Trump orders investigation into steel imports: On April 20, 2017, President Trump announced that the Commerce Department, initiated an investigation under Section 232 of the Trade Expansion Act of 1962, to determine “the effects of steel imports on national security”.  Under Section 232, and other related statutes, the President has broad powers to impose trade remedies through the use of tariffs, quotas, or “adjust(ing) the imports of an article and its derivatives”.   The Section 232 investigation will analyze whether imports have detrimentally harmed the U.S. ability to produce steel for its defense industry, and/or whether global steel overcapacity impacted the domestic economy and national security.

Under Section 232, the Secretary of Commerce must conclude the investigation and deliver findings within 270 days of the investigation’s commencement.  This move may provide relief for domestic steel producers, but could also raise steel costs at every step of the supply chain — increasing expenses on consumers and on many of the manufacturing industries.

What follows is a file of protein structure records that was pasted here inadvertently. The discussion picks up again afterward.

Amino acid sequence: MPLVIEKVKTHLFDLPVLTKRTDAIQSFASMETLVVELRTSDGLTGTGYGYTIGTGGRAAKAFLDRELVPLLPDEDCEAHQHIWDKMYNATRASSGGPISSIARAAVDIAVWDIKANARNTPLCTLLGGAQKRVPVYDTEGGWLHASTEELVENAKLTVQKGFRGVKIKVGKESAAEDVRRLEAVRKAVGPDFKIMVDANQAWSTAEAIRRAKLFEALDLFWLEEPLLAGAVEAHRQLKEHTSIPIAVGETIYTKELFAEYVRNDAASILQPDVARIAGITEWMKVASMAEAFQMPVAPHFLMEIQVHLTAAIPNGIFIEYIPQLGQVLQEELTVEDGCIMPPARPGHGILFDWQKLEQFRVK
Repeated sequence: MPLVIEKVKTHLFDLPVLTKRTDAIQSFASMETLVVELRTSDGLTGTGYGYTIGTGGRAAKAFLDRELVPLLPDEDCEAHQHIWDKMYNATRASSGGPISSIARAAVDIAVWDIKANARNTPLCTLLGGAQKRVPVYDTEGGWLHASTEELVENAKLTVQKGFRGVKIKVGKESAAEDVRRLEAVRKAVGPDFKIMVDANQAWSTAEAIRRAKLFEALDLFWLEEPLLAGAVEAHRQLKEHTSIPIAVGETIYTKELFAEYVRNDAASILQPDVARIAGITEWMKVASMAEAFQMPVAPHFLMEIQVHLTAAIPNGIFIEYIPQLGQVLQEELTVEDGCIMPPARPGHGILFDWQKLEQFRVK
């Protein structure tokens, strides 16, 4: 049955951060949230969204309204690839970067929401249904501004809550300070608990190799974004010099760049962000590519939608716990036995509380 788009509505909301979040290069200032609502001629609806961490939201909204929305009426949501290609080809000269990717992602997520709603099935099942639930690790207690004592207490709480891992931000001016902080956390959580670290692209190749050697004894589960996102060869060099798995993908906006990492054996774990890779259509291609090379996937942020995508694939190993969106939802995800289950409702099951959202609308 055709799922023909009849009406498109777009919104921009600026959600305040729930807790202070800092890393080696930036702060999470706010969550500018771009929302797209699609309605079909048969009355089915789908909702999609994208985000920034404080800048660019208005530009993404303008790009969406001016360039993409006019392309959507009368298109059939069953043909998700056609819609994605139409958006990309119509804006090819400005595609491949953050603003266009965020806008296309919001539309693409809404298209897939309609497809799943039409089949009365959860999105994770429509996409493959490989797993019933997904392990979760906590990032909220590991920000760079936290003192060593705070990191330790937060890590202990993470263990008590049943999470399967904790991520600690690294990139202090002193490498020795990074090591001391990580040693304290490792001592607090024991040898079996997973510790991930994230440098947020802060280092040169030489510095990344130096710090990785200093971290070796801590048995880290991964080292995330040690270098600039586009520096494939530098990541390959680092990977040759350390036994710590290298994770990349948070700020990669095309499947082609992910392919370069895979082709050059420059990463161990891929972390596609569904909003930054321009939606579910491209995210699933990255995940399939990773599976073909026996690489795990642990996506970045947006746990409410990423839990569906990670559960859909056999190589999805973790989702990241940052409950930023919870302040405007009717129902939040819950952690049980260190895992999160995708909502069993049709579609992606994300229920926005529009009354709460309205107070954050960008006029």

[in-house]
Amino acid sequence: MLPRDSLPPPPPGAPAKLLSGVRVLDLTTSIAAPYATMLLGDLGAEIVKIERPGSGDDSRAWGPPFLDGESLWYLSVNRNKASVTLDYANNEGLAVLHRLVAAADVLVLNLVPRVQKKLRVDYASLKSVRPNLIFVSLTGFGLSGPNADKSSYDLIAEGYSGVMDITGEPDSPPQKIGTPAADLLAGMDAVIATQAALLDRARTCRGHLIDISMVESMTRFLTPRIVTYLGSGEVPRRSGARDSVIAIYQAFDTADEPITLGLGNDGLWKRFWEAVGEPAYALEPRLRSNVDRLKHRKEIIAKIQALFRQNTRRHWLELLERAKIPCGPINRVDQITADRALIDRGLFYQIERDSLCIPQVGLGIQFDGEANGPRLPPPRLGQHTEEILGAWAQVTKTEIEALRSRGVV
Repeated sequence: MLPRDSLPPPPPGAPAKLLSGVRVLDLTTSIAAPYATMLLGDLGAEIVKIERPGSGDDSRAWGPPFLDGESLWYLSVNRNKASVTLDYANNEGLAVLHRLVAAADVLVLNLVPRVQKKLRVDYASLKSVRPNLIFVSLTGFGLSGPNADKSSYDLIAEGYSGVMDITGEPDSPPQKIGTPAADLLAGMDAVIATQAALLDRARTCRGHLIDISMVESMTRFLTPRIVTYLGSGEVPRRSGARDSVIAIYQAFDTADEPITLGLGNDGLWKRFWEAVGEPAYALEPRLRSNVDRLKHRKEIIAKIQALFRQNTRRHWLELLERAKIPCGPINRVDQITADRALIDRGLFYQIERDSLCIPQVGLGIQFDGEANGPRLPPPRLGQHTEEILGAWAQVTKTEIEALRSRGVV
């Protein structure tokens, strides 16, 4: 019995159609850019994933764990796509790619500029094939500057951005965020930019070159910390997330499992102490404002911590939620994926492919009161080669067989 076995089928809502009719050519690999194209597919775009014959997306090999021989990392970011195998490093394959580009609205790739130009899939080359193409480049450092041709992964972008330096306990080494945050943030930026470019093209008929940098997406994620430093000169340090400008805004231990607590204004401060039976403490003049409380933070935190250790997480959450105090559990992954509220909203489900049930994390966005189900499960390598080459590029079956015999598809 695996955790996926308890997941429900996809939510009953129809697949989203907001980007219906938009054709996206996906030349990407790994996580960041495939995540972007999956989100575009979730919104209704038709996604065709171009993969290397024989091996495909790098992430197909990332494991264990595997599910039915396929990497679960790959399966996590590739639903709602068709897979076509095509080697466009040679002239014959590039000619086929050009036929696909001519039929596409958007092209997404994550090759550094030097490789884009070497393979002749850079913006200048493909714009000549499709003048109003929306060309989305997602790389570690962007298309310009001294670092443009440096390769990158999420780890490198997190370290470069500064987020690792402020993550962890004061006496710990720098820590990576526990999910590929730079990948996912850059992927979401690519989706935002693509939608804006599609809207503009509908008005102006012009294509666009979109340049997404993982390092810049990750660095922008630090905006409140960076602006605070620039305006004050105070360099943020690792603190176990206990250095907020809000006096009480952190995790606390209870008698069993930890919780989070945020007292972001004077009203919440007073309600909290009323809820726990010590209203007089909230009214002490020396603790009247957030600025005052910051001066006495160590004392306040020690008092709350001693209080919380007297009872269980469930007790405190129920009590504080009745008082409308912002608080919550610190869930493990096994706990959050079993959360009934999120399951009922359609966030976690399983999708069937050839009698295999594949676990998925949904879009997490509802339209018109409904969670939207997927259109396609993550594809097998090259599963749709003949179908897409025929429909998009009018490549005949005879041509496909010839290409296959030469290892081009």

Although the Trump Administration investigation could result in a substantial increase in tariffs on various steel products, it is difficult to speculate what steps the Administration will likely take pursuant to the findings of the Section 232 investigation.  President Trump stated that he is looking forward to the results of investigations into whether aluminum and steel imports are jeopardizing national security and promised to “take major action” if necessary.  Regardless of the outcome however, the Administration’s use of this scarcely used trade feature suggests a manifestation the Administration’s rhetoric and interest in “Buy America” policies.